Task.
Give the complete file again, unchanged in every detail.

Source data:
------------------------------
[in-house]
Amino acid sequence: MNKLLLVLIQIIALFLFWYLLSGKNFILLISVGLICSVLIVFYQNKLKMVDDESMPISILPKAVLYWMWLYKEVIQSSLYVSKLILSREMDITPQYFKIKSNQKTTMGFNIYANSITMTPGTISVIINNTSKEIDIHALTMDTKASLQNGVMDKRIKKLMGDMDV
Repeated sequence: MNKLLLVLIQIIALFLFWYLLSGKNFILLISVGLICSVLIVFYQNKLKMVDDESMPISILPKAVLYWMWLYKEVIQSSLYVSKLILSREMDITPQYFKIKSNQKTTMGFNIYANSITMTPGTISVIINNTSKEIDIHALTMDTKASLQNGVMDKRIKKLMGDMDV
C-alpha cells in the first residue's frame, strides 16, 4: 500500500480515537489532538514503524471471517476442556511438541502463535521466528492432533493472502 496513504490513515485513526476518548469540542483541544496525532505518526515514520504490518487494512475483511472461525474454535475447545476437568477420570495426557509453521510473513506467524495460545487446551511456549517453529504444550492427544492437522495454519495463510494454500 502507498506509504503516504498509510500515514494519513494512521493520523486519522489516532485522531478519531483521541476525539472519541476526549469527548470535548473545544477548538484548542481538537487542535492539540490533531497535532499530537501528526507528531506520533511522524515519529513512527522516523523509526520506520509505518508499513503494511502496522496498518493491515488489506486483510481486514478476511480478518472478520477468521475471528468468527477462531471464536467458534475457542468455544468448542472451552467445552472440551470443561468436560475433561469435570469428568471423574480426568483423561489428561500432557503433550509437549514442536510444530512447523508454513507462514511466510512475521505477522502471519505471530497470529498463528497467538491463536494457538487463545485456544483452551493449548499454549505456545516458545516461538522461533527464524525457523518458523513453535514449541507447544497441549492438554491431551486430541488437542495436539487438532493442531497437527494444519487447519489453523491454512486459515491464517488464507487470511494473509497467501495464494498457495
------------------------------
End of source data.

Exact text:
[in-house]
Amino acid sequence: MNKLLLVLIQIIALFLFWYLLSGKNFILLISVGLICSVLIVFYQNKLKMVDDESMPISILPKAVLYWMWLYKEVIQSSLYVSKLILSREMDITPQYFKIKSNQKTTMGFNIYANSITMTPGTISVIINNTSKEIDIHALTMDTKASLQNGVMDKRIKKLMGDMDV
Repeated sequence: MNKLLLVLIQIIALFLFWYLLSGKNFILLISVGLICSVLIVFYQNKLKMVDDESMPISILPKAVLYWMWLYKEVIQSSLYVSKLILSREMDITPQYFKIKSNQKTTMGFNIYANSITMTPGTISVIINNTSKEIDIHALTMDTKASLQNGVMDKRIKKLMGDMDV
C-alpha cells in the first residue's frame, strides 16, 4: 500500500480515537489532538514503524471471517476442556511438541502463535521466528492432533493472502 496513504490513515485513526476518548469540542483541544496525532505518526515514520504490518487494512475483511472461525474454535475447545476437568477420570495426557509453521510473513506467524495460545487446551511456549517453529504444550492427544492437522495454519495463510494454500 502507498506509504503516504498509510500515514494519513494512521493520523486519522489516532485522531478519531483521541476525539472519541476526549469527548470535548473545544477548538484548542481538537487542535492539540490533531497535532499530537501528526507528531506520533511522524515519529513512527522516523523509526520506520509505518508499513503494511502496522496498518493491515488489506486483510481486514478476511480478518472478520477468521475471528468468527477462531471464536467458534475457542468455544468448542472451552467445552472440551470443561468436560475433561469435570469428568471423574480426568483423561489428561500432557503433550509437549514442536510444530512447523508454513507462514511466510512475521505477522502471519505471530497470529498463528497467538491463536494457538487463545485456544483452551493449548499454549505456545516458545516461538522461533527464524525457523518458523513453535514449541507447544497441549492438554491431551486430541488437542495436539487438532493442531497437527494444519487447519489453523491454512486459515491464517488464507487470511494473509497467501495464494498457495